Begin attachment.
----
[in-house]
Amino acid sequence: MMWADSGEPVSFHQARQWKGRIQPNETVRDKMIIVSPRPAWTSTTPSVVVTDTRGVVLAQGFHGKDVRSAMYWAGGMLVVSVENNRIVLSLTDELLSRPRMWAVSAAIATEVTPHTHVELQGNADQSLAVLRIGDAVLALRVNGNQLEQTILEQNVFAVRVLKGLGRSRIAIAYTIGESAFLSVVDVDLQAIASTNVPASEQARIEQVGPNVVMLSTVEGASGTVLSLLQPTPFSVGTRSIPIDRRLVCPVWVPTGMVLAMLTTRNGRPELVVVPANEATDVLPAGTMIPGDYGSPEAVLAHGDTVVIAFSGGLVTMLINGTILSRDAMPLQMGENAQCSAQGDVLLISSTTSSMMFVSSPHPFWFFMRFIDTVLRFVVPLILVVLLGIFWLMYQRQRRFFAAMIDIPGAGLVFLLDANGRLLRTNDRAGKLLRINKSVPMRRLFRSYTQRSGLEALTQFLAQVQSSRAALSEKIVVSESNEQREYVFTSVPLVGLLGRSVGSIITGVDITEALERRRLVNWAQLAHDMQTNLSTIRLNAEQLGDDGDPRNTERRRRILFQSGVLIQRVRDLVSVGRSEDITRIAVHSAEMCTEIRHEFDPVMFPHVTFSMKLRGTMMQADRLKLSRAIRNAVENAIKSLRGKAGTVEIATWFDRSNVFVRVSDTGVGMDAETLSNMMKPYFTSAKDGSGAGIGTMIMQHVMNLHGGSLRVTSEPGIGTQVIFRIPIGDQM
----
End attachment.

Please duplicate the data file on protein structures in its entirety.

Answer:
[in-house]
Amino acid sequence: MMWADSGEPVSFHQARQWKGRIQPNETVRDKMIIVSPRPAWTSTTPSVVVTDTRGVVLAQGFHGKDVRSAMYWAGGMLVVSVENNRIVLSLTDELLSRPRMWAVSAAIATEVTPHTHVELQGNADQSLAVLRIGDAVLALRVNGNQLEQTILEQNVFAVRVLKGLGRSRIAIAYTIGESAFLSVVDVDLQAIASTNVPASEQARIEQVGPNVVMLSTVEGASGTVLSLLQPTPFSVGTRSIPIDRRLVCPVWVPTGMVLAMLTTRNGRPELVVVPANEATDVLPAGTMIPGDYGSPEAVLAHGDTVVIAFSGGLVTMLINGTILSRDAMPLQMGENAQCSAQGDVLLISSTTSSMMFVSSPHPFWFFMRFIDTVLRFVVPLILVVLLGIFWLMYQRQRRFFAAMIDIPGAGLVFLLDANGRLLRTNDRAGKLLRINKSVPMRRLFRSYTQRSGLEALTQFLAQVQSSRAALSEKIVVSESNEQREYVFTSVPLVGLLGRSVGSIITGVDITEALERRRLVNWAQLAHDMQTNLSTIRLNAEQLGDDGDPRNTERRRRILFQSGVLIQRVRDLVSVGRSEDITRIAVHSAEMCTEIRHEFDPVMFPHVTFSMKLRGTMMQADRLKLSRAIRNAVENAIKSLRGKAGTVEIATWFDRSNVFVRVSDTGVGMDAETLSNMMKPYFTSAKDGSGAGIGTMIMQHVMNLHGGSLRVTSEPGIGTQVIFRIPIGDQM